Šuto Orizari, Šutka, Shutka – whatever you want to call it – is one of Macedonia’s coolest attractions in my opinion. Then again I am a blonde gypsy and fascinated with all things Roma…
Whatever, you still have to go if you are ever in Skopje, whether you are a gypsy or not, as there really is no other place in the world like it.
In case you missed it, Shutka came in at #5 my list of “things you should know before traveling to Macedonia” as it happens to have the largest concentrated Roma population in the world and it just a 15-20 minute bus ride from central Skopje. Romani is an official language, the mayor is an ethnic Rom, and they even have their own Romani TV and radio stations, newspaper, and flag. Pretty huge achievement for a minority that is used to facing nothing but discrimination or forced assimilation in every other European country.
Shutka is also famous for being the stomping grounds of Esma Redžepova, Queen of Gypsy Music, and has been the backdrop for some pretty interesting films. Several scenes for Emir Kusturica’s Time of the Gypsies were shot there, as was Aleksander Manic’s entire documockery (I just made that word up), The Shutka Book of Records. I wouldn’t say either film is an accurate depiction of what Shutka is really like, at least not in my 2 hour experience with it, but the latter is actually a documentary based on real people who live there. Real entertaining people.
My experience with Shutka was much more mellow. Interesting for sure, but nothing that out of the ordinary or outrageous like I was hoping for. I wanted to see Buzescu-esque mansions painted in gold, pimped out oxcarts, dance parties taking place in the street, and FAZLI (see 0:34 above). None of that happened.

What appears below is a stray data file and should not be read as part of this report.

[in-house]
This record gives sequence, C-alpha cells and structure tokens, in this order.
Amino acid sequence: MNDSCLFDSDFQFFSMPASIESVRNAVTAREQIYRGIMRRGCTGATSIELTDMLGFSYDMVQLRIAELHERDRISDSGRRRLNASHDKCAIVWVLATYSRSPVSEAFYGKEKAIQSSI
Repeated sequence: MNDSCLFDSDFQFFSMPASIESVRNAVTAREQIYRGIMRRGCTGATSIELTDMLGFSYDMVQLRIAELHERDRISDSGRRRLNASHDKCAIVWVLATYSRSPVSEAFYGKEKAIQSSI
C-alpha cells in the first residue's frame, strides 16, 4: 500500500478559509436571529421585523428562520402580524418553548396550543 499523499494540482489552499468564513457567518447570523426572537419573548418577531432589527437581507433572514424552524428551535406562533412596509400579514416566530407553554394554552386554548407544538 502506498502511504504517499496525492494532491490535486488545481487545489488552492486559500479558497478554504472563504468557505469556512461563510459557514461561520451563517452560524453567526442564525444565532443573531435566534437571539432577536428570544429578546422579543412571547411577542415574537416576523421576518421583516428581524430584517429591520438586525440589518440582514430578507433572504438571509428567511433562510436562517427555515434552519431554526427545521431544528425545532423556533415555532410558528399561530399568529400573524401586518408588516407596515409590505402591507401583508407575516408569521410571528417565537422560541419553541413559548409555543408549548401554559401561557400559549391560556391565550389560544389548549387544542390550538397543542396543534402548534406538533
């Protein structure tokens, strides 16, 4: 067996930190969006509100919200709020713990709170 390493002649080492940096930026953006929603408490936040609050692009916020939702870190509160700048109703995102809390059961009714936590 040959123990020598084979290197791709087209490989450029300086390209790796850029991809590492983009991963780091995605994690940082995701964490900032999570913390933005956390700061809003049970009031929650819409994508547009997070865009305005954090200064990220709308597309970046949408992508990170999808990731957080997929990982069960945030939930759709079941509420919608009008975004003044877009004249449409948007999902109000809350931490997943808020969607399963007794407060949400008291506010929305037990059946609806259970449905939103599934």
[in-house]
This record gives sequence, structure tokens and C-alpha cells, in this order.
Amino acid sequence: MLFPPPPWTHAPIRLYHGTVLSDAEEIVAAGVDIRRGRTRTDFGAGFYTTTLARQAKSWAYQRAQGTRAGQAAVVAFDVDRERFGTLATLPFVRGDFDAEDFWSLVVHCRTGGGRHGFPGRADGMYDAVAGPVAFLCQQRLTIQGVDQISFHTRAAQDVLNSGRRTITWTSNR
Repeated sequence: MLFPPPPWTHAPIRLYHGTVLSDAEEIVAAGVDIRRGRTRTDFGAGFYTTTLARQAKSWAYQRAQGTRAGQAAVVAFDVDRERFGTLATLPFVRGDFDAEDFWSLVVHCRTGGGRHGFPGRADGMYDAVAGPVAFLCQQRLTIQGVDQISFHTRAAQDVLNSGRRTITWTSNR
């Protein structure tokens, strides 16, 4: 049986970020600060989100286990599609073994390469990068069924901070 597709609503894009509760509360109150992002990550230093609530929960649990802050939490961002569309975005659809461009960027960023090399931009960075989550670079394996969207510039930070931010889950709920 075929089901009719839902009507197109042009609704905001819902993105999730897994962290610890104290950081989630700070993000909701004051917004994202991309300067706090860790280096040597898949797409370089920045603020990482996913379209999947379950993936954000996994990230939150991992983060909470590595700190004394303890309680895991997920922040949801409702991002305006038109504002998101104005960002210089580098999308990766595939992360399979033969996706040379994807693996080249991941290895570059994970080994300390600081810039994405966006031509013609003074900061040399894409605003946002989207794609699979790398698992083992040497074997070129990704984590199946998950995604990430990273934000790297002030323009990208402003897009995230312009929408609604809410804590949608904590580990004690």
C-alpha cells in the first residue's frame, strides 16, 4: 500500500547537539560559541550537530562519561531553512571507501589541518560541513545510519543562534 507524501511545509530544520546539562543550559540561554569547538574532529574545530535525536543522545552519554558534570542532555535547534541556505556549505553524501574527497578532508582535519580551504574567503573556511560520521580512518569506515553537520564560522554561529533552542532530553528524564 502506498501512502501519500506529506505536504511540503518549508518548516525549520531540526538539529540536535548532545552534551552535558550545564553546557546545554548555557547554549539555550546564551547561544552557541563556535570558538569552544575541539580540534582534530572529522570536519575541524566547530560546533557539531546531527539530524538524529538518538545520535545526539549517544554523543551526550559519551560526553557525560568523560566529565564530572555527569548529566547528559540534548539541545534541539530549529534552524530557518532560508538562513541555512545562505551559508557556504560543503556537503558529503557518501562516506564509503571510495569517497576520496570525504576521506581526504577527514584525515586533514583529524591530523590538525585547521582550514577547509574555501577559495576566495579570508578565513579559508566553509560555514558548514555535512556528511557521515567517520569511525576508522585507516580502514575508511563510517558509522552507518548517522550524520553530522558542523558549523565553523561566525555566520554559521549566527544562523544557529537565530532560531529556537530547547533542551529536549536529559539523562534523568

Thought what I captured in the video above might have been the dance party I was looking for, but actually the owner of this house just wanted everyone to know that they were the champion of having the loudest speakers in Shutka. I’m pretty sure as the music was ON, but no people or dancing. This also happened.
It’s a real life gooseherd (like a herder of sheep, but with fighting geese) and that is a ski pole in his hand.
The easiest way to get to Shutka is on the #19 or #20 bus. It’s basically the last stop and you will know you have arrived as soon as you pass a big market and start seeing these half wheels to your left – they are half of a chakra, the international Romani symbol.
I ended up going with two other friends but I could sense that I would have been just fine had I gone alone. In fact, we even ran into an American girl (VERY random) who has been living there for two years teaching English for the Peace Corps and confirmed that it is a very safe place. It’s just not many tourists pass through so you’re likely to be met with a lot of looks and some questions, especially from the little ones.
Definitely have a Gypsy Burger (really just a Shutka pljeskavica) from this joint right on the main road – it’s not far from where you catch the bus back to Skopje. These guys were awesome and the younger one spoke English very well. I think one of the first things he asked me was if I was from Miami. Do I look like I am from Miami?
Shutka certainly is a sea of stories and now my dream is to go back for wedding season one of these days. I’d also like to meet Esma, whether it’s in Shutka or Malmö where she will be representing Macedonia at the Eurovision song contest this spring. She seems like a lovely lady.
AND, because I like you, I am going to leave you with this amazing video that I discovered. Watch it carefully – great shots of Skopje’s old bazaar and a pretty clever storyline. By 1:35 Ras Tweed has made it up to Shutka and by 2:11 Esma comes in with a BANG . You’re welcome.